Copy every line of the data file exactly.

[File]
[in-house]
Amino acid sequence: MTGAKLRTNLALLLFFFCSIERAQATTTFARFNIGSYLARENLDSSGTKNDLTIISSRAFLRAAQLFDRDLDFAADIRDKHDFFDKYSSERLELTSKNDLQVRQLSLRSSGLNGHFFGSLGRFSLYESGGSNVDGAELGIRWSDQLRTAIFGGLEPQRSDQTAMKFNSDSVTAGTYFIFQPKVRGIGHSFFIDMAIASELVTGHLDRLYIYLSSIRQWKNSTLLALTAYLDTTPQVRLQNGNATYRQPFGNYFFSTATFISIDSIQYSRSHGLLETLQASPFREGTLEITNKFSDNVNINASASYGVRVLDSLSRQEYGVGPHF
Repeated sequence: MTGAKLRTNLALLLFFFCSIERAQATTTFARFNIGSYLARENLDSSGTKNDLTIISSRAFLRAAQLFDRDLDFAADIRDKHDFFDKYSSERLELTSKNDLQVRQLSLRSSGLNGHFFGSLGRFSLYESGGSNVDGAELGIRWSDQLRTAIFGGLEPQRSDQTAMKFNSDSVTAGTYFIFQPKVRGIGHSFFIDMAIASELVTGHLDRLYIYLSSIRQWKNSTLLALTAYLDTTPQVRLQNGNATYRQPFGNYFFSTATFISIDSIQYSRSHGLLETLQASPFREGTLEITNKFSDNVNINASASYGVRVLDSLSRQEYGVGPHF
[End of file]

[in-house]
Amino acid sequence: MTGAKLRTNLALLLFFFCSIERAQATTTFARFNIGSYLARENLDSSGTKNDLTIISSRAFLRAAQLFDRDLDFAADIRDKHDFFDKYSSERLELTSKNDLQVRQLSLRSSGLNGHFFGSLGRFSLYESGGSNVDGAELGIRWSDQLRTAIFGGLEPQRSDQTAMKFNSDSVTAGTYFIFQPKVRGIGHSFFIDMAIASELVTGHLDRLYIYLSSIRQWKNSTLLALTAYLDTTPQVRLQNGNATYRQPFGNYFFSTATFISIDSIQYSRSHGLLETLQASPFREGTLEITNKFSDNVNINASASYGVRVLDSLSRQEYGVGPHF
Repeated sequence: MTGAKLRTNLALLLFFFCSIERAQATTTFARFNIGSYLARENLDSSGTKNDLTIISSRAFLRAAQLFDRDLDFAADIRDKHDFFDKYSSERLELTSKNDLQVRQLSLRSSGLNGHFFGSLGRFSLYESGGSNVDGAELGIRWSDQLRTAIFGGLEPQRSDQTAMKFNSDSVTAGTYFIFQPKVRGIGHSFFIDMAIASELVTGHLDRLYIYLSSIRQWKNSTLLALTAYLDTTPQVRLQNGNATYRQPFGNYFFSTATFISIDSIQYSRSHGLLETLQASPFREGTLEITNKFSDNVNINASASYGVRVLDSLSRQEYGVGPHF